Army fires new missile-hauling Stryker for the first time in Europe
The Army’s new missile-hauling Stryker was fired for the first time ever in Europe by soldiers assigned to the 5th Battalion, 4th Air Defense Artillery Regiment.
Air defense artillery soldiers launched three Stinger missiles at aerial drones flying over Putlos range in Germany on Thursday, according to an Army press release touting the successful demonstration of the service’s new Stryker outfitted with a maneuver short-range air defense weapon, or M-SHORAD. Aside from launching deadly Stinger missiles towards drone stand-ins for enemy helicopters and other low-flying aircraft, soldiers with the battalion’s 3rd Platoon, Alpha Battery also engaged ground targets with the system’s 7.62mm machine gun.
“The Stinger was amazing!” said Spc. Lily Allen, an M-SHORAD gunner. “I think the Stryker platform overall is one of the best things we could have added to [air defense artillery]. The maneuverability, the capabilities, everything about it definitely gives our branch an upper hand.”
First fielded in November 2020, the M-SHORAD system repurposes the eight-wheeled Stryker infantry transport into a mobile drone and helicopter killer that can quickly move around the battlefield in support of ground troops. Sensors help detect and track low-flying aircraft before gunners inside the 360-degree Avenger air defense turret can fire Stinger or Hellfire missiles, the XM914 30mm cannon, or a 7.62mm machine gun.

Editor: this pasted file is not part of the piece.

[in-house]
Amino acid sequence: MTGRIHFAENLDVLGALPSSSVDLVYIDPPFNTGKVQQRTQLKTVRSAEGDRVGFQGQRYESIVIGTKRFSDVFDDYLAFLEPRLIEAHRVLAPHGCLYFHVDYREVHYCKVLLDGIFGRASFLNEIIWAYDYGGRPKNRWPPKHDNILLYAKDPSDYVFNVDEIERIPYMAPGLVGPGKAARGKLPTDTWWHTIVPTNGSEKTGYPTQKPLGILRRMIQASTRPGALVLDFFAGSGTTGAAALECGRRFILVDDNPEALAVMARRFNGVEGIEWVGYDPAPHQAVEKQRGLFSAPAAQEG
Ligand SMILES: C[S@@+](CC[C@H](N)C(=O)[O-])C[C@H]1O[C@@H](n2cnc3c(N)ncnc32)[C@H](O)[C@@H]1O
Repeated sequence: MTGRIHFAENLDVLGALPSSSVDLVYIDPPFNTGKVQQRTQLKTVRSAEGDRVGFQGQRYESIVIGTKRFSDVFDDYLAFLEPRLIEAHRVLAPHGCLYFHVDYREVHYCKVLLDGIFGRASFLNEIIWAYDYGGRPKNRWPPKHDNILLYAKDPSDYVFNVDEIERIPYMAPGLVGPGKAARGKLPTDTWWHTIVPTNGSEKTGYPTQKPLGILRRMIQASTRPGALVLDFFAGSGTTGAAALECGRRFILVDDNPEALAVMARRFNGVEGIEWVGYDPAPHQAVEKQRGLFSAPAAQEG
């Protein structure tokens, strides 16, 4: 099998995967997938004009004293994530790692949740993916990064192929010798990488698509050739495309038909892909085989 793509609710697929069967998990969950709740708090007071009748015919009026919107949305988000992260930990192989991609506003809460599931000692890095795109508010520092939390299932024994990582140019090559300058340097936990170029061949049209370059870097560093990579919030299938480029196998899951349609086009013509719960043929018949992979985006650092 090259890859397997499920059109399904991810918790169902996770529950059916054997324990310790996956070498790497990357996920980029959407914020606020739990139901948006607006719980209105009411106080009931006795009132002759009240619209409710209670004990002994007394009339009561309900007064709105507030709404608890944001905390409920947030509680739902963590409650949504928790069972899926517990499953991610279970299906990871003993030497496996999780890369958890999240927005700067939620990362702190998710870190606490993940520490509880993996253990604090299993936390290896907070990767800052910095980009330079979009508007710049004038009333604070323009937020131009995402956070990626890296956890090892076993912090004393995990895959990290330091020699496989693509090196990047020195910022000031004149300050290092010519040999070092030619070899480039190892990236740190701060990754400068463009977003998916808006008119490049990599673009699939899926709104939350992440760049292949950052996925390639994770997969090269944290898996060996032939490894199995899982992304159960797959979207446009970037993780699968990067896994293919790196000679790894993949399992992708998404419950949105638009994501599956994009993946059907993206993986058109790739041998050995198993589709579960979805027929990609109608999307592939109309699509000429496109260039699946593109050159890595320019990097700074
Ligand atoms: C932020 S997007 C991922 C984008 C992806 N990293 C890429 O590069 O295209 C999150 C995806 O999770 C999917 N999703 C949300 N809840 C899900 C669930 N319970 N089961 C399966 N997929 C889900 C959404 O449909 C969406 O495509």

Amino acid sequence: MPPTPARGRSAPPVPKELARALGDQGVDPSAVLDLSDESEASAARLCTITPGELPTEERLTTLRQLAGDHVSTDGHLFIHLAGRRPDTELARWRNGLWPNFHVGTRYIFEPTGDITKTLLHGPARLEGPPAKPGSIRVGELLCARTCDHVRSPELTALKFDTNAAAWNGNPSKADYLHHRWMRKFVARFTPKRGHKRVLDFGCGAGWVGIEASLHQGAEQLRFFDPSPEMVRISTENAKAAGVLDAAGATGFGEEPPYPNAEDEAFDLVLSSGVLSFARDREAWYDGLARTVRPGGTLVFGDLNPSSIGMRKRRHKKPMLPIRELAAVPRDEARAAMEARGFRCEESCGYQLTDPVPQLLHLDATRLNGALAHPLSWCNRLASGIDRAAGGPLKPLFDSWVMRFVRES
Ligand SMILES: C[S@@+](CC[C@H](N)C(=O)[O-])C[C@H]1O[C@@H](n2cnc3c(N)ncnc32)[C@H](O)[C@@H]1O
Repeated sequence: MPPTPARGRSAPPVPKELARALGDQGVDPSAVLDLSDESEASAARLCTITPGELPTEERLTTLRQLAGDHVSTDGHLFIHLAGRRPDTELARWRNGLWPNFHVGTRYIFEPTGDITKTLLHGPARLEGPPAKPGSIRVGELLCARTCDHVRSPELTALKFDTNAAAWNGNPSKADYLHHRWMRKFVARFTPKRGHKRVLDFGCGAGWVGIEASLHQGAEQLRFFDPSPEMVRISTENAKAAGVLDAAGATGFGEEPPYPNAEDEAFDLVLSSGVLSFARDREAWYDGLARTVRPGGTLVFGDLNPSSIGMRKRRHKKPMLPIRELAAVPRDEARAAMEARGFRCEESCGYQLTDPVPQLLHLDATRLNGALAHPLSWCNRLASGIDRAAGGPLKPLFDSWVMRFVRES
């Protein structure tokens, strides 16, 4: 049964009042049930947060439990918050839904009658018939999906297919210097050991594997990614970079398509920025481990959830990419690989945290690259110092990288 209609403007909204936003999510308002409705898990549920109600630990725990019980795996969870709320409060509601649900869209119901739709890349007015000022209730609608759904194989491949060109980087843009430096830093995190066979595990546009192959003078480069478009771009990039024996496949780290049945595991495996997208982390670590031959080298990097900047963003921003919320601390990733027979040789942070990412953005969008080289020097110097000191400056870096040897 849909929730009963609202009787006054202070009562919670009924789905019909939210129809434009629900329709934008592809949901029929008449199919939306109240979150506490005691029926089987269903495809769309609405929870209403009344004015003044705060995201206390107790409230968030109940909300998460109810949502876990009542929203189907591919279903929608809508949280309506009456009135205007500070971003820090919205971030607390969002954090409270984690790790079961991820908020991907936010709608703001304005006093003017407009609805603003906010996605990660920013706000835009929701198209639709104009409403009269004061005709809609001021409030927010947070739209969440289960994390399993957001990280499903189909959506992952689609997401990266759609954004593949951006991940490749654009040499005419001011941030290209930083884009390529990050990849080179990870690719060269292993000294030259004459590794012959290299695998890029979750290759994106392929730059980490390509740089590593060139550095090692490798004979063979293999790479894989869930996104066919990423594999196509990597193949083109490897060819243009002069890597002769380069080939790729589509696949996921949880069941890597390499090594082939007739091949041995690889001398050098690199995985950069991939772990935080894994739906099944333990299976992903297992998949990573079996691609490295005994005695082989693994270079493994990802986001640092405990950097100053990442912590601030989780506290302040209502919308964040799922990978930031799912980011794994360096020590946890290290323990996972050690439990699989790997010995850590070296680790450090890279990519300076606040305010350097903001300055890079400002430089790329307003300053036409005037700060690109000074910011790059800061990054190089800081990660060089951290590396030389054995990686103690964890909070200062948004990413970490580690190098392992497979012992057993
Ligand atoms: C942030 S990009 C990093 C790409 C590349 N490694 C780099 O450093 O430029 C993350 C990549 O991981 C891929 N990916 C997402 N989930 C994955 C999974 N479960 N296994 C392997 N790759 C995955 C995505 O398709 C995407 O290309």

“The demonstration went perfect. I am so proud of my soldiers,” said 1st Lt. Kelsey Krauss, the Army’s first M-SHORAD Stryker platoon leader. “They were confident, knowledgeable, they asked questions when they needed to; they really knew their job and they came out here and they killed it.”
The 5-4 ADA has gotten most of the trigger time on the system since the Army announced a $1.2 billion contract award in October 2020 to General Dynamics Land Systems to produce, test, and deliver nearly 30 Strykers outfitted with M-SHORAD. The service plans to get 144 of the systems to four ADA battalions by 2023.
Some soldiers in the 3rd Platoon had already gotten a chance to see how the system works during testing at White Sands Missile Range in New Mexico in November 2020. And they noticed the modern system came with its own radar, better weapons, and could be set up and operational much faster than the Humvee-based Avenger system.
“There’s a lot of equipment on this machine that will change a lot of aspects for the Air Defense Artillery,” Spc. Andy Mendoza, an air and missile defense crew member with the 5-4 ADA, said at the time. “Everything from operations to capabilities to new weapons we as ADA don’t have currently, and I think it will make a huge difference to what we do.”
In recent years, the Army has been modernizing its air defense assets to counter “near-peer” adversaries such as Russia, so it’s no surprise that the Ansbach, Germany-based 5-4 ADA has taken lead on fielding the M-SHORAD. Indeed, the service press release noted that the “next big exercise” for the weapon will be during Saber Strike 22, an annual exercise involving troops from the U.S., Latvia, Estonia, Lithuania, and Poland.
“We are looking for a rapid solution for the near-term fight,” Maj. Gen. John Ferarri, then the Army’s head of program analysis and evaluation, told Warrior Maven in 2018. “We atrophied air defense if you think about it. With more near-peer major combat operations threats on the horizon, the need for SHORAD and high-tier weapons like THAAD [Terminal High-Altitude Area Defense] and PATRIOT [surface-to-air missile system] comes back to the forefront.”
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